|[3 earlier articles]|
|Re: Debugging of optimized code milt@Eng.Sun.COM (Milton Barber) (1995-01-23)|
|Re: Debugging of optimized code snl@RIF.ndim.edrc.cmu.edu (Sean Levy) (1995-01-23)|
|Re: Debugging of optimized code firstname.lastname@example.org.OZ.AU (1995-01-24)|
|Re: Debugging of optimized code email@example.com (1995-01-24)|
|Re: Debugging of optimized code firstname.lastname@example.org (1995-01-26)|
|Re: Debugging of optimized code email@example.com (1995-01-26)|
|Re: Debugging of optimized code firstname.lastname@example.org (1995-01-27)|
|Debugging of optimized code email@example.com (1995-01-27)|
|Re: Debugging of optimized code firstname.lastname@example.org (Stefan Monnier) (1995-01-27)|
|Re: Debugging of optimized code email@example.com (1995-01-27)|
|Re: Debugging of optimized code firstname.lastname@example.org (1995-01-24)|
|Re: Debugging of optimized code email@example.com (Charles Fiterman) (1995-01-25)|
|Re: Debugging of optimized code firstname.lastname@example.org (1995-01-27)|
|[12 later articles]|
|Organization:||CCnet Communications (510-988-7140 guest)|
|Date:||Fri, 27 Jan 1995 03:49:54 GMT|
>A major irritant with all the optimizing compilers I know of, is that
>symbolic source-level debugging of the optimized version of released
>products becomes impossible or very very flaky.
>The programmers at my company (Tandem Computers) are very frustrated
>with this. With our prior range of stack-oriented CISC machines, the
>compilers could do so little to the code that they didn't bother to
>do much, and so symbolic debugging support and post-mortem analysis
>was excellent in all released products. With the MIPS compilers we
>now use, anyone trying to recreate a problem in its original context
>needs to learn how to puzzle out what the compiler did across an
>entire procedure, at the machine level. The standard answer seems
>to be to rebuild the product with ALL optimizations off, and try to
>recreate the customer's problem in that version.
I have found that just disabling register caching of variables
accomplishes most of what you are looking for. The reason is, of
course, that the "in memory" variables then reflect the real status
of the system. Of course, this presumes that the compiler has not
optimized the variable into a register based one entirely.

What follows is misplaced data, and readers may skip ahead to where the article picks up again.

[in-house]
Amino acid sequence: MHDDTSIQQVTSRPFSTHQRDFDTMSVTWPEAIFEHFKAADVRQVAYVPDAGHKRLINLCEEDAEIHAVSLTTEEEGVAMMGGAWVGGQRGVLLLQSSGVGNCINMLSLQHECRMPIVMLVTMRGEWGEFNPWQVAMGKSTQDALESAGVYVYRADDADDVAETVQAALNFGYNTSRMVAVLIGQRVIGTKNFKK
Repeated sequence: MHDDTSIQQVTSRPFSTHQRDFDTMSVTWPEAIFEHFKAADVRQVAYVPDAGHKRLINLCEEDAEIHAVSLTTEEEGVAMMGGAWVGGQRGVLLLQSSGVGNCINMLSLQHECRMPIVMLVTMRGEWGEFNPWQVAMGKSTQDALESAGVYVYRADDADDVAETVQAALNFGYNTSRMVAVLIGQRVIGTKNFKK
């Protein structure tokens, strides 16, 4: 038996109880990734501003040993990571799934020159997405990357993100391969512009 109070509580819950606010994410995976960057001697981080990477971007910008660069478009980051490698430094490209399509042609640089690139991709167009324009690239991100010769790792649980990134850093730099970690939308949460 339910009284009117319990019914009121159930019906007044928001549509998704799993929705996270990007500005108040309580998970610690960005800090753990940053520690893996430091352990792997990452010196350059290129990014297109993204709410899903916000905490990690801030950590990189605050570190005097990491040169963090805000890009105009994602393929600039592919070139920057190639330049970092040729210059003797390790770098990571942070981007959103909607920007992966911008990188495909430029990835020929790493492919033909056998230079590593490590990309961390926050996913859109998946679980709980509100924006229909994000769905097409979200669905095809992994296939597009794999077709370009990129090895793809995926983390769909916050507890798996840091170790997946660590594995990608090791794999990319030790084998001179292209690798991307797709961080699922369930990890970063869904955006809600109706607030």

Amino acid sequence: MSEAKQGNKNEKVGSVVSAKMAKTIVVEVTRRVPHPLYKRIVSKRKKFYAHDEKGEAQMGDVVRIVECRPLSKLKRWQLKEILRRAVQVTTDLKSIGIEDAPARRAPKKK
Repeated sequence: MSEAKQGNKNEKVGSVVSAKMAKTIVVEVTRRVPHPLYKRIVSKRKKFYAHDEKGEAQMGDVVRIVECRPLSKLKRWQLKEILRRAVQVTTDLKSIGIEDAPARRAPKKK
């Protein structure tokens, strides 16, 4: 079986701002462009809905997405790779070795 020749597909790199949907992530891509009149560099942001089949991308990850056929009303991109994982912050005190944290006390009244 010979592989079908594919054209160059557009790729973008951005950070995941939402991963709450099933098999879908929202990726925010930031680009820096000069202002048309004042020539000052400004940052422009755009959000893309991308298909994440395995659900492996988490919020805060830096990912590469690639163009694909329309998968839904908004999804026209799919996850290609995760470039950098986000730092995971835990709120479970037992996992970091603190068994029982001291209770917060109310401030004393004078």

The rest becomes a problem of relating the source lines to object
lines in the face of code movement.
I suspect that the only way to truly accomplish debuggable optimized
code would be for the optimizer to accept source line numbers
as attached to intermediate objects. These would follow along with
code movement, and then be output as a dictionary for the result.
The compiler would also have to output "register maps" each time
the relationship of variables/registers changes (which can be more
than just at the start of the routine; it is certainly possible
to have a register keep different contents within the same routine).
The major factors after that are:
1. Is it possible to "lose" a source line marker. Take a trival
x = 1;
x = 1;
If the compiler determines that the assign of x is redundant, it
is free to remove the line. But then there is no equivalent object
for the line.
2. Will the result simply be more confusing by out-of-order
execution ? This is important on risc. Even if you properly track
line relations, you can be stepping through code and see the
execution point jump back and forth (without following the program
3. Are there some optimizations that could not be done and still
maintain the line relation ?
I suspect that you could in fact get close to %100 optimization
with debug capability. It is just an information problem. The
question is whether the extra compiler effort is worth it, and
if the resulting (massive) compiler debug output file is also
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